Thursday, May 27, 2004

May 25. I saw two lizards mating in the “riparian paradise”—the former dog run where I’ve built my bird pond. They were big guys, especially the male. I believe they were chuckwallas, but I’ll have to learn more. The male was very colorful, with a yellow back and bright blue throat area. He seemed pretty spiky, too. The female was smaller, and rather drab. They went at it for a minute or two, then the female began struggling and finally broke away. She scurried across the ground and into the vegetation with the male in hot pursuit, but by the time he reached the vegetated area she had disappeared. He looked around for a while in seeming confusion and disappointment.

The same morning, I finally saw a black-chinned male hummer at one of the feeders.

May 26. Why does a lizard cross the road?

On our morning walk along the River Walk, we saw dozens—maybe hundreds—of lizards, all scurrying from one side of the path to the other. Some were the big lumbering guys, some ordinary-looking slim brown lizards, and a bunch were smallish guys with black and white striped tails that they hold up and curved, like a scorpion. There were also numerous ground squirrels on either side of the path, digging holes and seemingly enjoying the relative coolth (low nineties) of this late May in the Sonoran desert.

This end of the River Walk—five or so miles farther west than our old route, and I believe a bit north and higher in elevation—is much more heavily vegetated (because older, and the trees and bushes planted when it was young have had time to grow). There are many more types (and numbers) of lizards and birds, though I have yet to see a road runner.

May 27. This morning, shortly after we had our sick old cat, Ribby, euthanized, I saw a bobcat walking across the back yard. I was amazed how big it was—at least the size of a boxer dog. I called to my husband, who reported that he saw it disappear into the neighbor’s yard. He said he was surprised how small it was, so we’re assuming that we saw a mother and kitten. As this was the first bobcat I have ever seen in the wild, I’m preferring to think of it as Ribby’s spirit, appearing to let me know that he is finally wild and free.

Monday, May 24, 2004

May 24, 2004
My pond is two days old, and we’re starting to see some action! All day long a female cardinal and a male pyrrhuloxia have visited. This morning I saw a small bird—but not a Virden—with a yellow head. And lots of sparrows, finches, and doves have enjoyed bathing. The female cardinal, early this morning, was very picturesque as she daintily sipped from the waterfall.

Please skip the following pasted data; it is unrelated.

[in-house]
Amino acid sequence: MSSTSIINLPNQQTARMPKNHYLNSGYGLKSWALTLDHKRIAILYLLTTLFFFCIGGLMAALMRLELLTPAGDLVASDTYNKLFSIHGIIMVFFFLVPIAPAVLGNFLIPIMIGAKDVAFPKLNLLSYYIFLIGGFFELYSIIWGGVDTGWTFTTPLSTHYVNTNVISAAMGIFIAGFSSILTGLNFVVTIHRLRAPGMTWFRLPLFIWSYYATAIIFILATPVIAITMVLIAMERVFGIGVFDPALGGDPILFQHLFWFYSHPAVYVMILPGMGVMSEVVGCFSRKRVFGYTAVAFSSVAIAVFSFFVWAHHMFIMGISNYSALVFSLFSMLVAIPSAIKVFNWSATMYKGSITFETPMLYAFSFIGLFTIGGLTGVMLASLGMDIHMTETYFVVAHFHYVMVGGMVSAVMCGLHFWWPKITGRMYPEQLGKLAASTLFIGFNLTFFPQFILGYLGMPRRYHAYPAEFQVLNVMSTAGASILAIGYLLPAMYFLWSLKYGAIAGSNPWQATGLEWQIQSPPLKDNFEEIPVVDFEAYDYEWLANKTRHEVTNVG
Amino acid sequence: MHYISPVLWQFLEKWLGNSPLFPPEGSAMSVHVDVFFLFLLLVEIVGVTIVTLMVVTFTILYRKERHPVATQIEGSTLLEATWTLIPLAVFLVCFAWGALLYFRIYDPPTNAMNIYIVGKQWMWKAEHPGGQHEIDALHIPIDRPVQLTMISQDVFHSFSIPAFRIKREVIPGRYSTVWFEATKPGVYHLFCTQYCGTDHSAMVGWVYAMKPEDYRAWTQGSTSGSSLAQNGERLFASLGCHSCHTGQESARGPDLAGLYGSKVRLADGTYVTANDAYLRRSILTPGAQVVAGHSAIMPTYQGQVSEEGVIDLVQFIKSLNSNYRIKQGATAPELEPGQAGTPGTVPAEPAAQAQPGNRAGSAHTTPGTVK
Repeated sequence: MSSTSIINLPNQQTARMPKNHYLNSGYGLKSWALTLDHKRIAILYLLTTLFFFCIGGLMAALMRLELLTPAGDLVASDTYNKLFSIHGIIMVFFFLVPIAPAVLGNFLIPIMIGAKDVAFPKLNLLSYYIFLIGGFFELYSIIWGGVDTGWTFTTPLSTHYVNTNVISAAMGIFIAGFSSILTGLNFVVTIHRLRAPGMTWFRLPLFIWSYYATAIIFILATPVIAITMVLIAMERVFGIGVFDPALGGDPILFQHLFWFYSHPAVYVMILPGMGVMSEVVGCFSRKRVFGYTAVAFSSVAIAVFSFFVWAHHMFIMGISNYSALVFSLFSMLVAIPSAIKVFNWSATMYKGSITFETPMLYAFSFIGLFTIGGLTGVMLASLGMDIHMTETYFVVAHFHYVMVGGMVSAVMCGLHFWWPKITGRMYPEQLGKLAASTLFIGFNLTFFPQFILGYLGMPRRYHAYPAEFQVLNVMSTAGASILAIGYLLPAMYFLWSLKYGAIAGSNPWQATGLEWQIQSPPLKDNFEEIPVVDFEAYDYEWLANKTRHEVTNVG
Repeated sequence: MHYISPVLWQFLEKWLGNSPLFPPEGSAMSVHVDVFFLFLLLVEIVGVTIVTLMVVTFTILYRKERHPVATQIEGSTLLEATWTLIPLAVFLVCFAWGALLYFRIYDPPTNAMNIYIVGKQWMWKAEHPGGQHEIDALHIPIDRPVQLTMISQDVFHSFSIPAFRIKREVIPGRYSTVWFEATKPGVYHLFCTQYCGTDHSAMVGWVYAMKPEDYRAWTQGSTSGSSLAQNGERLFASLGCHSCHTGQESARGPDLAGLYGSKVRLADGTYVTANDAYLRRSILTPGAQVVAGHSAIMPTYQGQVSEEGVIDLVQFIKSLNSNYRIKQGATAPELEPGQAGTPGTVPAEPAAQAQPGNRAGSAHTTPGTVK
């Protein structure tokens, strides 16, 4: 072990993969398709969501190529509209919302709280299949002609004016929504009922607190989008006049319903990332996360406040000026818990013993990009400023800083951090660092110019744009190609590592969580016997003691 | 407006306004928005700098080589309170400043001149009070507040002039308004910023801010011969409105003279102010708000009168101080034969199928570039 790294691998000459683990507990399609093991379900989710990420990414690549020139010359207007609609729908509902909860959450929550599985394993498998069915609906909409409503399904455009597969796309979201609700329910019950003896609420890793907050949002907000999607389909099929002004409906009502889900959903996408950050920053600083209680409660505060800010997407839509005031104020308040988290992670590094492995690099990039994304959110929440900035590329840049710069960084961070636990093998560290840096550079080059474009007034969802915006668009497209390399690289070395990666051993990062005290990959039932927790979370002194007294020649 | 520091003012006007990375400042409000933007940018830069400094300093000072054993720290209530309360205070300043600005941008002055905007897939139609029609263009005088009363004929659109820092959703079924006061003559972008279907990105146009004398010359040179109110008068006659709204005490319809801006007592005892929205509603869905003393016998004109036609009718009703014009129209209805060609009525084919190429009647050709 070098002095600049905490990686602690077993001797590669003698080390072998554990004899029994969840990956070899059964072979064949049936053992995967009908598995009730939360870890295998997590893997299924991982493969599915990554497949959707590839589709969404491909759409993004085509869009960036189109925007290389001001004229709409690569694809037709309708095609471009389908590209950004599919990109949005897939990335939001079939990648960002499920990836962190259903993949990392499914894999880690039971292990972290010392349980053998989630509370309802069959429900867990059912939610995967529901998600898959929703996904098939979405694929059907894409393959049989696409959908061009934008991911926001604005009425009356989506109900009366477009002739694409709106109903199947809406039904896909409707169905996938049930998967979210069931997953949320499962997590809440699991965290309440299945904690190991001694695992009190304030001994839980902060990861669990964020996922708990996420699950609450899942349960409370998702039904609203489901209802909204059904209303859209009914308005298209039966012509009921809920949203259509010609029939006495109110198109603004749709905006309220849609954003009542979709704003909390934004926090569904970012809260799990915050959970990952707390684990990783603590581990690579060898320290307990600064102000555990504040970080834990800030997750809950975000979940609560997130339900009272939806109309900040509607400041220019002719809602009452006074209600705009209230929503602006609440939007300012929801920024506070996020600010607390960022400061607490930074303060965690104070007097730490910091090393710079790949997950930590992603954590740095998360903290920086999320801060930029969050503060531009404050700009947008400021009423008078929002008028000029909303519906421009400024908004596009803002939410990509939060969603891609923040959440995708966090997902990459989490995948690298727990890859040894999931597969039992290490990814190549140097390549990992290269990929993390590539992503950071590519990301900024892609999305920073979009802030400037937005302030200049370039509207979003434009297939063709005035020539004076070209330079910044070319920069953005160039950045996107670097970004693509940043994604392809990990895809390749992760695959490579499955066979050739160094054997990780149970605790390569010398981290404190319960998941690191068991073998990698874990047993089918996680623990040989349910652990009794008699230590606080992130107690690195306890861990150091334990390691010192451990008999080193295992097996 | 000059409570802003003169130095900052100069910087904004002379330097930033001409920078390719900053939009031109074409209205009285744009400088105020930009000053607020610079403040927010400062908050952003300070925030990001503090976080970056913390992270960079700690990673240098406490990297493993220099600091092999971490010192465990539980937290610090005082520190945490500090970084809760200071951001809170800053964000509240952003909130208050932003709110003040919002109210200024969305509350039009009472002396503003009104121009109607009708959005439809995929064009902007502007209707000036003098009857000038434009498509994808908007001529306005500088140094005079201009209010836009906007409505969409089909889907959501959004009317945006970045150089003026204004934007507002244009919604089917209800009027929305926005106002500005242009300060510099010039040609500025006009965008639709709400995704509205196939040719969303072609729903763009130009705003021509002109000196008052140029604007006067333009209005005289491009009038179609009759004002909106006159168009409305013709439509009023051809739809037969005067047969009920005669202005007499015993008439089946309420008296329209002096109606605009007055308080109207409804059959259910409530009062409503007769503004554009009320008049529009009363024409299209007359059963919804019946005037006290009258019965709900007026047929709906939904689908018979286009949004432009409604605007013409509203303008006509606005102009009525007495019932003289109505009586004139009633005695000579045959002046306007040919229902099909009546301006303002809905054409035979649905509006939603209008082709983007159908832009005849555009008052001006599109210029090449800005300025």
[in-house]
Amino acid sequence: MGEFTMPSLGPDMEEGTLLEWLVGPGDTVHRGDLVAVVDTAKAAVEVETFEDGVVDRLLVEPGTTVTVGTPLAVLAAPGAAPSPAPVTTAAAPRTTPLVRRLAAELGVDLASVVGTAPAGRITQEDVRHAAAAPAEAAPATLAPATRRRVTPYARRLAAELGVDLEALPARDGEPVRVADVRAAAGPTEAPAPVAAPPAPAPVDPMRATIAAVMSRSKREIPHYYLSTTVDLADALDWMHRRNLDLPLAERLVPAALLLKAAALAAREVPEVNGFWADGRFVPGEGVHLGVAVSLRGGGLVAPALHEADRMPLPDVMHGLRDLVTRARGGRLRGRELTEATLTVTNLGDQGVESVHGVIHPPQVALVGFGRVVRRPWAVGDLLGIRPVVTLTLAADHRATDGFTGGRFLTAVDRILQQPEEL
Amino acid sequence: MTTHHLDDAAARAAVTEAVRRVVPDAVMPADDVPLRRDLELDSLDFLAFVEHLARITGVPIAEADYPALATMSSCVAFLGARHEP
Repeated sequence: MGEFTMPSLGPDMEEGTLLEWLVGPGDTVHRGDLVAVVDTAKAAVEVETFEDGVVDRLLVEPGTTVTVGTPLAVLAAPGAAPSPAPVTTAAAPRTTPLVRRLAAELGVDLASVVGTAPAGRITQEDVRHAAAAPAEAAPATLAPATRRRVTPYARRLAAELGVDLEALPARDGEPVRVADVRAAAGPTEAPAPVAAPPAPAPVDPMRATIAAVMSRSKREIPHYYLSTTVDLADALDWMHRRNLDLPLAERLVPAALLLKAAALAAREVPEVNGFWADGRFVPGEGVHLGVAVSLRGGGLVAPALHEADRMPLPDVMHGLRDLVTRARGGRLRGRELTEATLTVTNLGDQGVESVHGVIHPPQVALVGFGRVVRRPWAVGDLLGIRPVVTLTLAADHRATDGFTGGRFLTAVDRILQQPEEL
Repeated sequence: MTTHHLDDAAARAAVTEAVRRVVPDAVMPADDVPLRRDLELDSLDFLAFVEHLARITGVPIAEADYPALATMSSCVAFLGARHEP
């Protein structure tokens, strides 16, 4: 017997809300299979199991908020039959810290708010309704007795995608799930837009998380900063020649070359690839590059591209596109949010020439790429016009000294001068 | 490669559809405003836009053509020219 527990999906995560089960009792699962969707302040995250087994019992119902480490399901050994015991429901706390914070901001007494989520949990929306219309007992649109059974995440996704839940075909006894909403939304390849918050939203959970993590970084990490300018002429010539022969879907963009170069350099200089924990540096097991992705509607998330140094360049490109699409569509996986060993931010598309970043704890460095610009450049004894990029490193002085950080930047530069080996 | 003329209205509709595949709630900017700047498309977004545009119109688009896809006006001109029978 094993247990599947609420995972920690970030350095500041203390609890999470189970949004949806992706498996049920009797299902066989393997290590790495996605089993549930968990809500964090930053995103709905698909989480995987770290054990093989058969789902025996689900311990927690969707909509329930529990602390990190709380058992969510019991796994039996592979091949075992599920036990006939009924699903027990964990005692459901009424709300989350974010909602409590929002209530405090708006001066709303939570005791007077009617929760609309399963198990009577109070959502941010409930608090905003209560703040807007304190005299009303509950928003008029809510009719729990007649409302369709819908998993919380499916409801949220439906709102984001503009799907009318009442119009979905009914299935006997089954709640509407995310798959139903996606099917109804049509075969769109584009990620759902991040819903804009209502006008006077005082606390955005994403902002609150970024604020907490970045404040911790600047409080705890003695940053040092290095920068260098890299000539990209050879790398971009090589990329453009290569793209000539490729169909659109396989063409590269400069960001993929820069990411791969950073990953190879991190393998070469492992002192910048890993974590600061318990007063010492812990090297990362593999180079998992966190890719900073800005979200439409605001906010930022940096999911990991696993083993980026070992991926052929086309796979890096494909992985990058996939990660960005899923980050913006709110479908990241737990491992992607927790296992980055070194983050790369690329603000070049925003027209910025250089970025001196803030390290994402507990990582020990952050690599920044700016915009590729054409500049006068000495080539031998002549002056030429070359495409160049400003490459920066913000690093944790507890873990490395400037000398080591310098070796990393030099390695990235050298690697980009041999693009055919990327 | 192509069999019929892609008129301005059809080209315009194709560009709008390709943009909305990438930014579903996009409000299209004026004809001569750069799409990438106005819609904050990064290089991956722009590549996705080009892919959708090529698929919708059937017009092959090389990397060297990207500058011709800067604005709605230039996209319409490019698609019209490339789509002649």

I need more gravel and rocks to keep the water cool, and some plants to surround it, and more feeding stuff in my fenced-in riparian paradise. But we’re on the way!

Saturday, May 22, 2004

May 22, 2004
Well, we have almost finished moving and have been living in the new house for about a week. What a very different nature experience! We are in the foothills, surrounded by desert vegetation. Lots and lots of doves. I’ve seen only one cardinal, briefly, in the olive tree outside my new office window. I’ve seen two female hummers—one Anna’s, one black-chinned. I think they will come around more once I hang more feeders. And a bunch of very young, curious house sparrows have been prancing around on the windowsill outside the office. They gaze inside, curiously—maybe this is the first time in years that the blinds have been open.

There are lots of quail around—as I type this, a male is strutting along the wrought-iron fence railing that surrounds the spa pump. And a gazillion lizards, including some very big ones—the size of rats, that like to sit in the shade on the patio and do pushups. I am determined to learn their names. (The guy we bought the house from said they are all called “Larry.”) I haven’t seen any geckos at night—maybe I missed them, or maybe they don’t live up here.

This morning I saw an adorable little ground squirrel out on the border between the desert and the yard. I may not consider him so adorable after awhile, because there are lots of holes in the garden areas, probably squirrel holes.

I’ve put out the seed feeder, and so far no takers, ditto with the suet feeder. HOWEVER, today the most exciting thing. We dug a hole for the pond and hauled up a bunch of rocks. I have the gravel and the sand. Later today or tomorrow I start to build my pond, and then watch out! I expect a major bird explosion.